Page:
In an article entitled “A Bank Website on WordPress” posted on April 15, 2015, Matt wrote the following about WordPress security …

There’s a thread on Quora asking “I am powering a bank’s website using WordPress. What security measures should I take?” The answers have mostly been ignorant junk along the lines of “Oh NOES WP is INSECURE! let me take my money out of that bank”, so I wrote one myself, which I’ve copied below.

I agree there’s probably not a ton of benefit to having the online banking / billpay / etc portion of a bank’s website on WordPress, however there is no reason you couldn’t run the front-end and marketing side of the site on WordPress, and in fact you’d be leveraging WordPress’ strength as a content management platform that is flexible, customizable, and easy to update and maintain.

Matt then goes on to provide a couple of security tips, before stating the following …

For an example of a beautiful, responsive banking website built on WordPress, check out Gateway Bank of Mesa AZ. WordPress is also trusted to run sites for some of the largest and most security-conscious organizations in the world, including Facebook, SAP, Glenn Greenwald’s The Intercept, eBay, McAfee, Sophos, GNOME, Mozilla, MIT, Reuters, CNN, Google Ventures, NASA, and literally hundreds more.

As the most widely used CMS in the world, many people use and deploy the open source version of WordPress in a sub-optimal and insecure way, but the same could be said of Linux, Apache, MySQL, Node, Rails, Java, or any widely-used software. It is possible and actually not that hard to run WordPress in a way that is secure enough for a bank, government site, media site, or anything.

Millions of businesses around the world choose WordPress to build their presence online, including banks, leading brands, and e-commerce sites, not just bloggers.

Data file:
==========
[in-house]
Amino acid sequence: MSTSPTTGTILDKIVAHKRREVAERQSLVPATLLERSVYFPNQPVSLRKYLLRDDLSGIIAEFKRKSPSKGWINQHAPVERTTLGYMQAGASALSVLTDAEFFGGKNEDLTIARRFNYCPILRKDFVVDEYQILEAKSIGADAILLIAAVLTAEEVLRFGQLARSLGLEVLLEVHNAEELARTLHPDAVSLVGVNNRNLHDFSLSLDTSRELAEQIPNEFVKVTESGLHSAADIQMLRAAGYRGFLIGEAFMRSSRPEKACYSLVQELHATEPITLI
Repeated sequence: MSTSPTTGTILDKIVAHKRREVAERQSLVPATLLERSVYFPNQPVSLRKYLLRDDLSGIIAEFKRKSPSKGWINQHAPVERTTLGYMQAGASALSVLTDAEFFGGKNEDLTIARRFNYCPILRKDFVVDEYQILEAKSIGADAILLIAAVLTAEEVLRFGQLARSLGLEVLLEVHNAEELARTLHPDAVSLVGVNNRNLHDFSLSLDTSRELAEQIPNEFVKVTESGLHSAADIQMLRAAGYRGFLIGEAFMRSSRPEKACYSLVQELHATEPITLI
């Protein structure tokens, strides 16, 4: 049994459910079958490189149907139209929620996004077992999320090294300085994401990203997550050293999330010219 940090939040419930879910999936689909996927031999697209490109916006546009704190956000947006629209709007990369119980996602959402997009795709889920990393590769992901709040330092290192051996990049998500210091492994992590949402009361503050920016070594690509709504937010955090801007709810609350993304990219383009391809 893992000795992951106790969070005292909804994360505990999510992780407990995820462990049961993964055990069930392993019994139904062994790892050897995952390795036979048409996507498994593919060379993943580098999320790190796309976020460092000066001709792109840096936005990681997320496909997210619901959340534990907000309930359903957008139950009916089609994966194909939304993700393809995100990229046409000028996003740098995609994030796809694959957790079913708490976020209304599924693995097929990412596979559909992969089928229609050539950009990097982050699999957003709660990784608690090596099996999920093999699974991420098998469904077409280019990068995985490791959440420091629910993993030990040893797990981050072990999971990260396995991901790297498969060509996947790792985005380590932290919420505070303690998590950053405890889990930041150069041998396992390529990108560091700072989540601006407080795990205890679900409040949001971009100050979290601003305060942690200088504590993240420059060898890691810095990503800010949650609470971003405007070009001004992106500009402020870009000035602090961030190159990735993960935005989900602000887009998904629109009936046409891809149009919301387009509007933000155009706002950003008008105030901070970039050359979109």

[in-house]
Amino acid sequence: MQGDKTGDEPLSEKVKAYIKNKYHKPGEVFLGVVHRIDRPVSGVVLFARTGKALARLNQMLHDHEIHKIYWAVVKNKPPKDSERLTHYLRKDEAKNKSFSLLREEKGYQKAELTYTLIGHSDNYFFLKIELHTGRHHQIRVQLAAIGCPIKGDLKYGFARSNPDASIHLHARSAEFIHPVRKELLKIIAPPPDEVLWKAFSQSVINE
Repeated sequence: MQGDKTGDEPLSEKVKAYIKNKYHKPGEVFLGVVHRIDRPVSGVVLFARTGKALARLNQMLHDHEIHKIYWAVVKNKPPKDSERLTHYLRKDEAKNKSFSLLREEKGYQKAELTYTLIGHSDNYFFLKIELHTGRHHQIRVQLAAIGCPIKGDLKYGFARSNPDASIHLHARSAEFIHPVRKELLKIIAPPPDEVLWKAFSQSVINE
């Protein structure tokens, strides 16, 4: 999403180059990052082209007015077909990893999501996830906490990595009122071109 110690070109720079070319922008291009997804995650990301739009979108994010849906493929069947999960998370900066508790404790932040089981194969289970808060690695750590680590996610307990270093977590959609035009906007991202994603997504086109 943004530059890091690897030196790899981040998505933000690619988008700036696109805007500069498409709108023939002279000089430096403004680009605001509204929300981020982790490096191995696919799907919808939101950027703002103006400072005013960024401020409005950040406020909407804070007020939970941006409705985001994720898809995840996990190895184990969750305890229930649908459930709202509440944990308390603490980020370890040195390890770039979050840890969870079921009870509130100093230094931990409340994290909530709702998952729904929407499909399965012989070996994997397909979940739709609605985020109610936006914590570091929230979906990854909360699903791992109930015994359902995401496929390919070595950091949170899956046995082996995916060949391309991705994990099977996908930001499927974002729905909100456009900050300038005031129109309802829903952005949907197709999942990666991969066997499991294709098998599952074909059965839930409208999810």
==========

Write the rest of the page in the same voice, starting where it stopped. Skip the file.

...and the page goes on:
Other Areas That Can Affect WP Site Security

Other issues that can affect site security include:

  • No platform is protected from hacking. As many as 90% of all websites across all platforms are vulnerable to attack, mostly due to software that is out of date.
  • The main threat in all content management platforms seems to be the users themselves. For example, many users ignore good password security recommendations.
  • Lack of constant system monitoring. All security systems need to be constantly monitored, tested, updated and improved.
  • Server setup. For example, websites on shared webhosting accounts are only as safe as the least secure website on the grid, so if someone else has a weak FTP password on your shared server, then every site on the shared server can potentially become vulnerable to being hacked as well.

There’s No Reason Why You Should Not Choose WordPress

As you can see, WordPress is as secure as most other leading web platforms being used by businesses of all sizes to build their presence online. As long as you implement basic security measures and keep your WordPress software (and plugins, themes, etc.) regularly up-to-date, there’s no reason to avoid choosing WordPress.

Tip

WordPress Security – Practical Tips

To learn about ways to protect your WordPress site from brute force attacks see this article:  Preventing WordPress Brute-Force Attacks

A vulnerable website provides malicious users with a valuable resource for distributed attacks, spreading malware and engage in information theft. Blog Defender Security Plugin makes your WordPress site invisible to bots and hackers. Go here to learn more:

If you are currently using an older WordPress version remember to make a complete backup before updating your software to benefit from the latest security updates. This way, if things don’t go as planned, you can always restore.

If you don’t want to back up your files manually, there are a number of plugins you can use. Learn about a WordPress backup plugin that can automate your backup process here: Backup, Copy And Protect Your WP Website With Backup Creator WP Plugin

Useful Info

Article References

For more information on the above, see the following sources:

Hopefully, the above information has given you a better understanding of issues that can affect your website and how WordPress can help you get better results online. To learn more about using WordPress for a business website please see other articles we have published on this site or subscribe to receive updates and notifications when new articles or tutorials are published.

***

"This is an awesome training series. I have a pretty good understanding of WordPress already, but this is helping me to move somewhere from intermediate to advanced user!" - Kim Lednum

Originally published as WordPress Security Explained.